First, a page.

The manual processing of data highlights the lack of readiness for harnessing the large potential of an integrated system landscape. The lack of a joined-up approach to data management and having poor integration between your systems will hamper efforts to make effective business improvements. The benefits of an improved system landscape are discussed in another blog called ‘Are poor System Integrations slowing down your transformation efforts?’.

McKinsey’s report on digital transformation in 2018 reported that more than 70% of transformation projects fail.

Some of the greatest challenges in improving data quality highlighted in the report were:
  • The poor quality of data entry at the system of origin
  • Inefficient data architecture
  • Ineffective governance model

In the same report, the key factors for successful transformations were:
  • Tools that allow information to be more accessible throughout the organisation
  • The ability for self-service for employees and business partners

Improved data management is therefore a tangible incentive to improve current practices that will vastly improve operational efficiency, provide greater adherence to regulatory compliance standards, and support your cyber security measures.



Minimising the reliance on standalone applications to make business decisions and providing greater access from integrated systems, will allow for improved data management practices. These changes are in turn a good indicator that data is being stored systematically. The automation of what were manual business processes workflows will bring greater efficiency, consistency, and data quality.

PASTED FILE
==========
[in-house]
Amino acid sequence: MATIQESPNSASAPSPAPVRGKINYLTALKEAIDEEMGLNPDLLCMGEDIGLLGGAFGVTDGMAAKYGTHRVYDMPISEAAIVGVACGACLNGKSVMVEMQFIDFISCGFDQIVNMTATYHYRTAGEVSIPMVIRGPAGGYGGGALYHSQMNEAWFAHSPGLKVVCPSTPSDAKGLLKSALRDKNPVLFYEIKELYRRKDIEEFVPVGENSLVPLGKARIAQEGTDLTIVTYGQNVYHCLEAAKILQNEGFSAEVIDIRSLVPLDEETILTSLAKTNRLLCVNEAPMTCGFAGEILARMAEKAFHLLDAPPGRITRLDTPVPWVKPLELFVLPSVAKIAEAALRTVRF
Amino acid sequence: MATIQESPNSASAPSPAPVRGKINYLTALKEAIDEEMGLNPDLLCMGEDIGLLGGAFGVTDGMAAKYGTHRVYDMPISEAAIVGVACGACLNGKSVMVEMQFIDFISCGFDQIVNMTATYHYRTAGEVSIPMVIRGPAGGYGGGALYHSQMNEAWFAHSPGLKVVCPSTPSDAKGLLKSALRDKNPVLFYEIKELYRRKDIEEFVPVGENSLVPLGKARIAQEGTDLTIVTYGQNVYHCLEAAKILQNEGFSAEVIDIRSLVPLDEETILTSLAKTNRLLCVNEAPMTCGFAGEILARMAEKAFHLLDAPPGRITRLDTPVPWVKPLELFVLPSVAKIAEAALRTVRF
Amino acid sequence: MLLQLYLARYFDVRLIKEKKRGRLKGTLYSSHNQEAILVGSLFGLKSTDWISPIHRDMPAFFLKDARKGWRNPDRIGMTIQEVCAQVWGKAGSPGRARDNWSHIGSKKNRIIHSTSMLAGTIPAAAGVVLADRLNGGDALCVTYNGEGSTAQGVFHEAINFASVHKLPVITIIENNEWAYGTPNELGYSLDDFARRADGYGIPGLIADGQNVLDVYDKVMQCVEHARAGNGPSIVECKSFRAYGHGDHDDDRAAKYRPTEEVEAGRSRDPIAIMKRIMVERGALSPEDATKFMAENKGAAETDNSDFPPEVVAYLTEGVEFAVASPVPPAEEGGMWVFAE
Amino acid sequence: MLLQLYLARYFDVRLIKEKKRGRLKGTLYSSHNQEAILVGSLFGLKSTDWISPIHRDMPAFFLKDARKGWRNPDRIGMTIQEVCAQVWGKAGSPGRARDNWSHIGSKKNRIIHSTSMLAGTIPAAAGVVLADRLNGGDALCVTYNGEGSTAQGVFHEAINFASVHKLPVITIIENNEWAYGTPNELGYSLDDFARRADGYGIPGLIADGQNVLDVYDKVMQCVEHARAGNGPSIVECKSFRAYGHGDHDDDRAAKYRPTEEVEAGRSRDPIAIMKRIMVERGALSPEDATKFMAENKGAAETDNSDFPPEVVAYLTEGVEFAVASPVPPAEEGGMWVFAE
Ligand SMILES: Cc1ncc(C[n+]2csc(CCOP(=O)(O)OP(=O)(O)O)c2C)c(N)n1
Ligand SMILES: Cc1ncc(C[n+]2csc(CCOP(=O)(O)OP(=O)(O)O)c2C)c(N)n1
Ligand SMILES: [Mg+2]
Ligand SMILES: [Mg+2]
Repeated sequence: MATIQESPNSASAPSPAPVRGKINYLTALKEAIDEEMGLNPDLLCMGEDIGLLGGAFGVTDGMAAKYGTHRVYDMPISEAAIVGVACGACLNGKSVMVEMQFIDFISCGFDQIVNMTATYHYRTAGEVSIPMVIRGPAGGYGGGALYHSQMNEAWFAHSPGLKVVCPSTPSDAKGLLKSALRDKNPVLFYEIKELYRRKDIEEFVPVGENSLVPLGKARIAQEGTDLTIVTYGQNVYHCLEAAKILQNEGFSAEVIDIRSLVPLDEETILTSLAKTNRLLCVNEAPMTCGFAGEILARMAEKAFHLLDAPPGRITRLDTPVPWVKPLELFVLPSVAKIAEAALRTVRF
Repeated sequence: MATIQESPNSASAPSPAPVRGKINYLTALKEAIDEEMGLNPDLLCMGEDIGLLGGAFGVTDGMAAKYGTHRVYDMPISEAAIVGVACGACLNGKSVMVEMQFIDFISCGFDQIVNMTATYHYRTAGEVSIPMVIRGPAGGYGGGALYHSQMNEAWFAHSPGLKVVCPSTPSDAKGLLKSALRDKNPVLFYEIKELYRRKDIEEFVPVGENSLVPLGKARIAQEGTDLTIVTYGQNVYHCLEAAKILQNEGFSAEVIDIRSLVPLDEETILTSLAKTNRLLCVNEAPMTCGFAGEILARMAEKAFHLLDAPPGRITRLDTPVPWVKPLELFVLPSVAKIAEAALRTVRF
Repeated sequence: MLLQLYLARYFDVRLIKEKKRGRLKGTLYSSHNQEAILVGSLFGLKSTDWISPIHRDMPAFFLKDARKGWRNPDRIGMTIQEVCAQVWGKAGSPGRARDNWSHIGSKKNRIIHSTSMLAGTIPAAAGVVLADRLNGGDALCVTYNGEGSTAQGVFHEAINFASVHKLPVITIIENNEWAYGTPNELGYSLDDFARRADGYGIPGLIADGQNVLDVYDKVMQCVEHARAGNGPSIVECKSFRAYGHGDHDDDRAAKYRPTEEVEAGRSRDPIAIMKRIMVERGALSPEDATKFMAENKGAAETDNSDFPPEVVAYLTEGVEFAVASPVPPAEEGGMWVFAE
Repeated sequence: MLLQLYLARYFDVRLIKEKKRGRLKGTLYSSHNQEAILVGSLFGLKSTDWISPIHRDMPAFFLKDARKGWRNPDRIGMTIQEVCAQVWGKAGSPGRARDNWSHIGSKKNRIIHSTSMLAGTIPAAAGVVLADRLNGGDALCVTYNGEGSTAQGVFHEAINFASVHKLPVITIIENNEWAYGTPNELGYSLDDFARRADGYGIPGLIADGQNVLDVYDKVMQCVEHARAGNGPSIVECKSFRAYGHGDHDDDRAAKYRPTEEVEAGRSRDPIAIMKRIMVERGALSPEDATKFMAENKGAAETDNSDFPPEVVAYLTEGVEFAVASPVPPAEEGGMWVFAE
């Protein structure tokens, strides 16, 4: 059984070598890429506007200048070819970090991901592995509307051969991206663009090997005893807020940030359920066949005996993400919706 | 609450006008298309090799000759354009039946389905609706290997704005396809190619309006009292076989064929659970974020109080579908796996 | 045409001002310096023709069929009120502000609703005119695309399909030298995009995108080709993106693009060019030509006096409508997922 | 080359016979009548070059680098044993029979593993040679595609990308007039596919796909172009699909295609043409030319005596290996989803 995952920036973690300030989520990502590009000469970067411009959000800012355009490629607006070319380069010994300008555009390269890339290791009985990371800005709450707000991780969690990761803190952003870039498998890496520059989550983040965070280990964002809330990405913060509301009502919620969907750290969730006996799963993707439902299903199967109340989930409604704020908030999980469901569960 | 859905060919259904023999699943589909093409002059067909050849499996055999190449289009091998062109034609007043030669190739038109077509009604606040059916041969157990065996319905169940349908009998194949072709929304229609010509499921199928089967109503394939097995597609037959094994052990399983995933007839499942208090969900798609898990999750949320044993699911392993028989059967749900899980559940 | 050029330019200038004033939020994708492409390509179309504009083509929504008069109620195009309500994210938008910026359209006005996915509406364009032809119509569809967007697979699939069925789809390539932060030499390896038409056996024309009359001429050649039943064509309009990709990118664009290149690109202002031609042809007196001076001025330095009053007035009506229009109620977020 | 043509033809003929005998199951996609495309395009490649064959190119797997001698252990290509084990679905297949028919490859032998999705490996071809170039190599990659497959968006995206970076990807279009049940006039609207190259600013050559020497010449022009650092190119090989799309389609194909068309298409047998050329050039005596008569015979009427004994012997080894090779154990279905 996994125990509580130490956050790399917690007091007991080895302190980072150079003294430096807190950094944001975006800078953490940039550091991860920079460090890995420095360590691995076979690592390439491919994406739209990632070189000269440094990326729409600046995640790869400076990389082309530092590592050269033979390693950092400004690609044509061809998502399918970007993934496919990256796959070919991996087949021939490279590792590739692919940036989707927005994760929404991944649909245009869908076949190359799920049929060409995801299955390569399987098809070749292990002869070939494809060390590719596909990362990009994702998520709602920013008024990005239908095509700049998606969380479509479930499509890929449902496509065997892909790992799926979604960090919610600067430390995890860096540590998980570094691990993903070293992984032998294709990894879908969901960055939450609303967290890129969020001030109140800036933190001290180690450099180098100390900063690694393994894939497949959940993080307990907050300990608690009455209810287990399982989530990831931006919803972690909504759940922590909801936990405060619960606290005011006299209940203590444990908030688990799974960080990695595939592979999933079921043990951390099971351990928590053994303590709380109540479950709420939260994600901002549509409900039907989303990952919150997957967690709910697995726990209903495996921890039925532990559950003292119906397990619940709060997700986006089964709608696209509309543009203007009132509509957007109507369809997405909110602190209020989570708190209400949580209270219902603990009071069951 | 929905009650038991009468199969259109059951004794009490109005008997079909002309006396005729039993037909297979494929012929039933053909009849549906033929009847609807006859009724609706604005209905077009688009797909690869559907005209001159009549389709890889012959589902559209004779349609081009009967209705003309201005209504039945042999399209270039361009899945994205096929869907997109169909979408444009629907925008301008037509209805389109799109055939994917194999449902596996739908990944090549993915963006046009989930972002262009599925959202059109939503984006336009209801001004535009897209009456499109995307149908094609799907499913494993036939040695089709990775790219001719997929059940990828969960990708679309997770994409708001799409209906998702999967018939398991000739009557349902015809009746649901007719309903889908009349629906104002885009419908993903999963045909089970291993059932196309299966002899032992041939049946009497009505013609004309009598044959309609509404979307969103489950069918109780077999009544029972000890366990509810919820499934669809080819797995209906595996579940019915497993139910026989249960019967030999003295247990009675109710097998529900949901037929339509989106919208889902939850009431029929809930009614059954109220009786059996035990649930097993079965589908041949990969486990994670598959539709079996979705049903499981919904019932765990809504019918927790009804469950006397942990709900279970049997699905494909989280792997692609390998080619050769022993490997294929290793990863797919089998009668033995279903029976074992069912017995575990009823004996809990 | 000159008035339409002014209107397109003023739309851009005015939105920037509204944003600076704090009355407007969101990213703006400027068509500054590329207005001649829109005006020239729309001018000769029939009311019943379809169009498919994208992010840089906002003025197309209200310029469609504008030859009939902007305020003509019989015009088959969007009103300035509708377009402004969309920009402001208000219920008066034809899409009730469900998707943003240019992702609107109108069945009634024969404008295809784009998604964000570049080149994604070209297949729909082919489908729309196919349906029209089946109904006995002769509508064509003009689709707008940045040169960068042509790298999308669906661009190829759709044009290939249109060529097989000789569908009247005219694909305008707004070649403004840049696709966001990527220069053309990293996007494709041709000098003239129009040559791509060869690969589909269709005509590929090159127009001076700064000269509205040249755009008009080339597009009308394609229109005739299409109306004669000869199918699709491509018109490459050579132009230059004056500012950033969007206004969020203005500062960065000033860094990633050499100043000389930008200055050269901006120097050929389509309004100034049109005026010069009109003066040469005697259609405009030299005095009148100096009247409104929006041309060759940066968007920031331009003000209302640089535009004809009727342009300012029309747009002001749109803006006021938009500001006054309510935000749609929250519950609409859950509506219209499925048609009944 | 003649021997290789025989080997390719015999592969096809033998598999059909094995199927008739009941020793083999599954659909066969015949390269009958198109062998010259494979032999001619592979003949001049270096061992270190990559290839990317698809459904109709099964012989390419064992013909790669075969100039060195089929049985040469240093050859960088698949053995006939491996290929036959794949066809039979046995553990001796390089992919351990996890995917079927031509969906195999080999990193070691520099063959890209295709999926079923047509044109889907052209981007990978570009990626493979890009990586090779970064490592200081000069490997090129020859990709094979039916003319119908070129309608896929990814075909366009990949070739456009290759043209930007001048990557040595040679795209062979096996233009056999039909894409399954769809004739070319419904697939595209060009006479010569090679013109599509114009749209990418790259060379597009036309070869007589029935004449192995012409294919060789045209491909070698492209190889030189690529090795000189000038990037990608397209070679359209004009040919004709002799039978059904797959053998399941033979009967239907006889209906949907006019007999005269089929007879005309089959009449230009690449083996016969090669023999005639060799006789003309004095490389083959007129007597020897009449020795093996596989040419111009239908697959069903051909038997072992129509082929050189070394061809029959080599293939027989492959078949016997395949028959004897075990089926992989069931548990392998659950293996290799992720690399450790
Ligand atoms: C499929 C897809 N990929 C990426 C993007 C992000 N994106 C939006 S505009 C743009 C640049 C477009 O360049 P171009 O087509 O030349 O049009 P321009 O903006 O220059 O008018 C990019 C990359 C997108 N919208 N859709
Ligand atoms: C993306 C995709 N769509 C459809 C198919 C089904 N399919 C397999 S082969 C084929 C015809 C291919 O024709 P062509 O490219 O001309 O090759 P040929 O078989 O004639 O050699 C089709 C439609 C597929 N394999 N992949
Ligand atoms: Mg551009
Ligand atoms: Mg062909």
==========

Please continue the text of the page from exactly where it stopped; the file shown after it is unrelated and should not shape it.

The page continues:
The use of data lakes where structured and unstructured data from a vast range of sources can be captured, stored, and updated instantly will greatly improve data management. These initiatives coupled with other enabling solutions such as the adoption of cloud technology, allows organisations to be more innovative, allow for improved cyber security measures, and be more adaptive to change.

Organisations that have in place strong data management practices will be in a better position take advantage of new business opportunities at a much faster rate than their competitors.

What steps are you or your organisation taking towards improved ways of working?